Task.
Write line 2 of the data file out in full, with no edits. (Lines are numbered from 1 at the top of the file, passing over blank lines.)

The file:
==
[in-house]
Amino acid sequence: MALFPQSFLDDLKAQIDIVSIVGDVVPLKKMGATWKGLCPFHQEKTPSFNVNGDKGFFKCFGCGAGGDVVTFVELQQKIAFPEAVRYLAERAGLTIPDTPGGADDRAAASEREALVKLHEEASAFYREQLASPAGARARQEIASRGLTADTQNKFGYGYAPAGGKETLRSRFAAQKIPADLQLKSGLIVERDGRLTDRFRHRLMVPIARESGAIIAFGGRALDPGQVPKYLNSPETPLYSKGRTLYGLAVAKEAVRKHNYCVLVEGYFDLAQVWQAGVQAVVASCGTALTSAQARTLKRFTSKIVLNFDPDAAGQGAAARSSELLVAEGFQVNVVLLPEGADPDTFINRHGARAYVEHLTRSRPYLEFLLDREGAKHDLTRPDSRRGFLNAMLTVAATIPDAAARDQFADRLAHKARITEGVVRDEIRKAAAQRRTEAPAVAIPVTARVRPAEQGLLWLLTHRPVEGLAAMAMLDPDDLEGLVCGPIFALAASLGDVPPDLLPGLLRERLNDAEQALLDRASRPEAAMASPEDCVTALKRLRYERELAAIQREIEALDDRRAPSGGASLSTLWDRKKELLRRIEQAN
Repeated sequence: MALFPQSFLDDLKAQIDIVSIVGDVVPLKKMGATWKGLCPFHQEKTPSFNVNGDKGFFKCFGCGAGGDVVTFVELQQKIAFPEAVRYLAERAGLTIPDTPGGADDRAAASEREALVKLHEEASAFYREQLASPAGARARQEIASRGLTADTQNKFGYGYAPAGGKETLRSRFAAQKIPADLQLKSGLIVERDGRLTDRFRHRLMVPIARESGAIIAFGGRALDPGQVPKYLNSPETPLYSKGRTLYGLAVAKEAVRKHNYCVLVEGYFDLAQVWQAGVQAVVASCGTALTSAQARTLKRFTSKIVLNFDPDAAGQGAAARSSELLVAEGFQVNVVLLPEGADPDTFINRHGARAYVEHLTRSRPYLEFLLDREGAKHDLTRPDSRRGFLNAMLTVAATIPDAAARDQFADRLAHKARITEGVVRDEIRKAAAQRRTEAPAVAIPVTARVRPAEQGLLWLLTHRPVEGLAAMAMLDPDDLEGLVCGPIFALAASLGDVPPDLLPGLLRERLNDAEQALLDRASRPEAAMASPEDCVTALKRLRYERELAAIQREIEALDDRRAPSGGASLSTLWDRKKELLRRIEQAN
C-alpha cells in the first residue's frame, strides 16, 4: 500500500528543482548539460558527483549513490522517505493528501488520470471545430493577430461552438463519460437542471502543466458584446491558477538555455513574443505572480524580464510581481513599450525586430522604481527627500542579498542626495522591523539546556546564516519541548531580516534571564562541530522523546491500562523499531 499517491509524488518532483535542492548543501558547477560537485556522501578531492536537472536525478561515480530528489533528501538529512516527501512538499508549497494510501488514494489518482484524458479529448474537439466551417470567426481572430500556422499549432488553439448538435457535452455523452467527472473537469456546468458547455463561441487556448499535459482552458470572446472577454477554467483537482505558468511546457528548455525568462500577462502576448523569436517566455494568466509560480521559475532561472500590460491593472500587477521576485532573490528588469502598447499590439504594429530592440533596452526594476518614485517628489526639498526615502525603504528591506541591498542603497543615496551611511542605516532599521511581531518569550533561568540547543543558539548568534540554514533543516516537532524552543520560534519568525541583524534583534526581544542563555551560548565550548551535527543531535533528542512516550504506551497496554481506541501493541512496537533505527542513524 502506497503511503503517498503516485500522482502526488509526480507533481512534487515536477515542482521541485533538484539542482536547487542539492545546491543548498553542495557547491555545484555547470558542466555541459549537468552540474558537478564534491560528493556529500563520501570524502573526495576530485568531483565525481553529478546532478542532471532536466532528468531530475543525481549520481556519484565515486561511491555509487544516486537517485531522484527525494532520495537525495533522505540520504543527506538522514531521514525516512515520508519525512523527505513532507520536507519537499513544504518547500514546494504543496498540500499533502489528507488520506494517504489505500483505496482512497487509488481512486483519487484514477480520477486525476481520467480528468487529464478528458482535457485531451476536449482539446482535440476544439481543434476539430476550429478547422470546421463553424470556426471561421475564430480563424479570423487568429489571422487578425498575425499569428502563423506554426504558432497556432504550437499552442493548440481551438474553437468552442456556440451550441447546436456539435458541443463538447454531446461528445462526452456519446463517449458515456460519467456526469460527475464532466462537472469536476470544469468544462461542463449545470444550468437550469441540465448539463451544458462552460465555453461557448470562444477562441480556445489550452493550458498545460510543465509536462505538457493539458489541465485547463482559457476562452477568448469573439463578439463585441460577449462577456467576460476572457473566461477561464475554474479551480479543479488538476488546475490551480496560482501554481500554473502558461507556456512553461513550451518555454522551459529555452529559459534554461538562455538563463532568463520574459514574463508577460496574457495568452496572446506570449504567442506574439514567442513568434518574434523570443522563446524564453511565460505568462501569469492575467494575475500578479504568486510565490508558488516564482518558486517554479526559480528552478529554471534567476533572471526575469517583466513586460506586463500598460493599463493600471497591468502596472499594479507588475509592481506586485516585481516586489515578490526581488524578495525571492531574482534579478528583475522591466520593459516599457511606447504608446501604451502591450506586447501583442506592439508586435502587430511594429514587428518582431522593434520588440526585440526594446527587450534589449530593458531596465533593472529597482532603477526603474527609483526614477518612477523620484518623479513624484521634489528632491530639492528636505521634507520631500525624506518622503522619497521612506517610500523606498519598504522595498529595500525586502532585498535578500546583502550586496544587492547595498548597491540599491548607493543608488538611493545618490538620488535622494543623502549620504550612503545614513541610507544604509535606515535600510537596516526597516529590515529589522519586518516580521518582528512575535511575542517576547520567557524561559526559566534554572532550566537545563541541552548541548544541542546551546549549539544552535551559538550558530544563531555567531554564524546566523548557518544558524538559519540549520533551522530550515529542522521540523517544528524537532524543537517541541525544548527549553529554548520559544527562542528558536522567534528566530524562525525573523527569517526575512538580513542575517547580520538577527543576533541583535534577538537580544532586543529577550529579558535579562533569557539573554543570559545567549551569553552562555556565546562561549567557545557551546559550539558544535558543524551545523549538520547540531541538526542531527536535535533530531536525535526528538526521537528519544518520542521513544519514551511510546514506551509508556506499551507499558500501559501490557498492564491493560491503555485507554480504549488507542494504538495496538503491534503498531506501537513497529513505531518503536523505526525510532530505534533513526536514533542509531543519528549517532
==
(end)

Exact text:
Amino acid sequence: MALFPQSFLDDLKAQIDIVSIVGDVVPLKKMGATWKGLCPFHQEKTPSFNVNGDKGFFKCFGCGAGGDVVTFVELQQKIAFPEAVRYLAERAGLTIPDTPGGADDRAAASEREALVKLHEEASAFYREQLASPAGARARQEIASRGLTADTQNKFGYGYAPAGGKETLRSRFAAQKIPADLQLKSGLIVERDGRLTDRFRHRLMVPIARESGAIIAFGGRALDPGQVPKYLNSPETPLYSKGRTLYGLAVAKEAVRKHNYCVLVEGYFDLAQVWQAGVQAVVASCGTALTSAQARTLKRFTSKIVLNFDPDAAGQGAAARSSELLVAEGFQVNVVLLPEGADPDTFINRHGARAYVEHLTRSRPYLEFLLDREGAKHDLTRPDSRRGFLNAMLTVAATIPDAAARDQFADRLAHKARITEGVVRDEIRKAAAQRRTEAPAVAIPVTARVRPAEQGLLWLLTHRPVEGLAAMAMLDPDDLEGLVCGPIFALAASLGDVPPDLLPGLLRERLNDAEQALLDRASRPEAAMASPEDCVTALKRLRYERELAAIQREIEALDDRRAPSGGASLSTLWDRKKELLRRIEQAN